Politics & Policy

Sheldon Adelson vs. the Left

The surest evidence that Sheldon Adelson is doing something good with his life is the fact that he is driving the Left bonkers. The billionaire casino operator is at the moment the largest private donor in U.S. politics, and has pledged to invest as much as $100 million of his own money in independent groups dedicated to ensuring the defeat of President Barack Obama this November.

The New York Times undertook an act of characteristic journalistic misdirection when it wrote that President Obama’s partisans, unlike this year’s Republicans, are having trouble raising that kind of independent-group money “because many of them object to the existence of super PACs in the first place.” Those are the Democrats we know and love: too good, too pure, too upstanding to grub for money with the riff-raff. Apparently George Soros and the unions did not receive sufficient instruction in the Reverend Obama’s Sunday school.

One of those too-good-for-this-world Democrats is Bill Burton, who charges that “these multimillion-dollar investments are small pittances compared to the return they will make when their industries are deregulated and their [taxes cut] even more than President Bush prescribed.” Mr. Burton, who is not a seminarian but rather the spokesman for a Democratic super PAC called Priorities USA, fails here to appreciate that Mr. Adelson’s issues are not those most relevant to his own business interests. His main area of concern is maintaining a robust U.S. security policy in the Middle East, including close cooperation with our only ally in that snake pit. To the best of our knowledge, Mr. Adelson does not intend to build casinos in Gaza, although his firm does operate one in Bethlehem (Pa.). Mr. Adelson also has expressed deep concerns about the federal government’s deepening role in the U.S. economy under the Obama administration, which is in the process of imposing an unprecedented degree of regimentation on the health-care industry and hatches new central-planning schemes for the energy industry practically on the hour.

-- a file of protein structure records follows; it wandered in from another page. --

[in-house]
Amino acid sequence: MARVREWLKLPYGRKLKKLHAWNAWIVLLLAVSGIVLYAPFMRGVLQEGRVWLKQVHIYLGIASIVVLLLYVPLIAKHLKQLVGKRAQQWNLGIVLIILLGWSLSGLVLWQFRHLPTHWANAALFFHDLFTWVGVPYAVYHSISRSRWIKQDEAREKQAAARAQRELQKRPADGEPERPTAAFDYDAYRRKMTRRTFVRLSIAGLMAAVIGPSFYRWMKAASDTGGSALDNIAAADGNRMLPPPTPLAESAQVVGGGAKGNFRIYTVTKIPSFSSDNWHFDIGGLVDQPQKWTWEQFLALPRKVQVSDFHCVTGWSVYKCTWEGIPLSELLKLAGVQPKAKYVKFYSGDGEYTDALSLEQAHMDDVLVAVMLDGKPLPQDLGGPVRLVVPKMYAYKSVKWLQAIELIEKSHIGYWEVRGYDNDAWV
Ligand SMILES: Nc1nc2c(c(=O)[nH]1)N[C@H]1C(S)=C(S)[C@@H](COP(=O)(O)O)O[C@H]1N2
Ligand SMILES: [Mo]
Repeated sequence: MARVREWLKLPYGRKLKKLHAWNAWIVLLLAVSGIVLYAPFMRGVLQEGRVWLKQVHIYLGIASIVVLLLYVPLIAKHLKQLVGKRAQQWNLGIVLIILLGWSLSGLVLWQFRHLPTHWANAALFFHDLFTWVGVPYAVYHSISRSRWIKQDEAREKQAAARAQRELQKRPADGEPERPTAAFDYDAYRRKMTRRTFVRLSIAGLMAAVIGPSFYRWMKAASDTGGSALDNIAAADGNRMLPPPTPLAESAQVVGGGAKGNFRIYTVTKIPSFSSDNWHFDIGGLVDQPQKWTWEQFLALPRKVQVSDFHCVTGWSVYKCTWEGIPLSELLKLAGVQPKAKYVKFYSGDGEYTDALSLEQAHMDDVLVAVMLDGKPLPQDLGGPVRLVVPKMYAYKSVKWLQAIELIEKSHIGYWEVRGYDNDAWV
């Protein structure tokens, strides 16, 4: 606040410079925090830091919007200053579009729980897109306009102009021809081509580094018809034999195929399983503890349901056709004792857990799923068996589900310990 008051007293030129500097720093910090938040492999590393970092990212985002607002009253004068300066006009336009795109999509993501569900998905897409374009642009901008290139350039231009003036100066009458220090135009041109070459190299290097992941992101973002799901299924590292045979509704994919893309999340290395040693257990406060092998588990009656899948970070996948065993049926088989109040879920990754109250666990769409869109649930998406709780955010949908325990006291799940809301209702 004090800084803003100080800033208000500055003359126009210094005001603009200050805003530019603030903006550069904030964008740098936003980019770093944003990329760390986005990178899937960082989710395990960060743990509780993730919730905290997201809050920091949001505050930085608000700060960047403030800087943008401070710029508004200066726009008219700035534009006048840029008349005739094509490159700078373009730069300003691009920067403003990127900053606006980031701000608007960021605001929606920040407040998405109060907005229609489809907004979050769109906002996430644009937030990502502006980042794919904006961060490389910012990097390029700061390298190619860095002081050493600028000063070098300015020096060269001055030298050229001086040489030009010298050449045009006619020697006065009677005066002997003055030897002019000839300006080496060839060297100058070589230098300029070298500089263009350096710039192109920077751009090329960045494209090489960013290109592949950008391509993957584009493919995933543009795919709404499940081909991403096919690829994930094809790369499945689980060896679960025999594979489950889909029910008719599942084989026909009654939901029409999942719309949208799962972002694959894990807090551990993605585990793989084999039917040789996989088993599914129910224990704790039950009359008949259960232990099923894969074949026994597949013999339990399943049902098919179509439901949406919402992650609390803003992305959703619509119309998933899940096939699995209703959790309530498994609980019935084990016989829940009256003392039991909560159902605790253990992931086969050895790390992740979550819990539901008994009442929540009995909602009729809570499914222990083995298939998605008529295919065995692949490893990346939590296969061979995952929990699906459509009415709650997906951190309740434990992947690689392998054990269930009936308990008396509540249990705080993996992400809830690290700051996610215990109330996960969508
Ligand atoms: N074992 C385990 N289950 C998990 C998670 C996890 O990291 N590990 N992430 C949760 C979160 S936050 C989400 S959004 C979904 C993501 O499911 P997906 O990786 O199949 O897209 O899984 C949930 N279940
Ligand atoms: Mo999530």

While we have not always agreed with Mr. Adelson’s politics — we did not share his earlier enthusiasm for the primary candidacy of Newt Gingrich — his civic-mindedness here is commendable, even if it gives New York Times editors the vapors. 


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